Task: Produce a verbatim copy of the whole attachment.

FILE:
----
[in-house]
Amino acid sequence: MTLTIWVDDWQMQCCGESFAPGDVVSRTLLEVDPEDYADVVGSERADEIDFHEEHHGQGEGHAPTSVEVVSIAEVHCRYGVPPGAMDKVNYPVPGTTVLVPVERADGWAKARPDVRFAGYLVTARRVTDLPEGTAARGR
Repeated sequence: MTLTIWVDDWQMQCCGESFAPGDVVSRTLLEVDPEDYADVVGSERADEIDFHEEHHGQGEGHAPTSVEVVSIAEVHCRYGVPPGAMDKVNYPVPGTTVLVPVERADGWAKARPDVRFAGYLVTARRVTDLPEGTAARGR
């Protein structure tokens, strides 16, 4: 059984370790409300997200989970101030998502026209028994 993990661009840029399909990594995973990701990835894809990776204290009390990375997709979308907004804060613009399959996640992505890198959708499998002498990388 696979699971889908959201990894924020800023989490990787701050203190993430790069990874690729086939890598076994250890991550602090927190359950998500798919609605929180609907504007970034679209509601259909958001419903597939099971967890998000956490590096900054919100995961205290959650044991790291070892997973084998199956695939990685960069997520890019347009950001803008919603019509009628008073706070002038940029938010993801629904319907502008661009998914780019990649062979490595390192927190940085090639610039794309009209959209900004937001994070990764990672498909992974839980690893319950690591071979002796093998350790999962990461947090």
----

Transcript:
[in-house]
Amino acid sequence: MTLTIWVDDWQMQCCGESFAPGDVVSRTLLEVDPEDYADVVGSERADEIDFHEEHHGQGEGHAPTSVEVVSIAEVHCRYGVPPGAMDKVNYPVPGTTVLVPVERADGWAKARPDVRFAGYLVTARRVTDLPEGTAARGR
Repeated sequence: MTLTIWVDDWQMQCCGESFAPGDVVSRTLLEVDPEDYADVVGSERADEIDFHEEHHGQGEGHAPTSVEVVSIAEVHCRYGVPPGAMDKVNYPVPGTTVLVPVERADGWAKARPDVRFAGYLVTARRVTDLPEGTAARGR
């Protein structure tokens, strides 16, 4: 059984370790409300997200989970101030998502026209028994 993990661009840029399909990594995973990701990835894809990776204290009390990375997709979308907004804060613009399959996640992505890198959708499998002498990388 696979699971889908959201990894924020800023989490990787701050203190993430790069990874690729086939890598076994250890991550602090927190359950998500798919609605929180609907504007970034679209509601259909958001419903597939099971967890998000956490590096900054919100995961205290959650044991790291070892997973084998199956695939990685960069997520890019347009950001803008919603019509009628008073706070002038940029938010993801629904319907502008661009998914780019990649062979490595390192927190940085090639610039794309009209959209900004937001994070990764990672498909992974839980690893319950690591071979002796093998350790999962990461947090």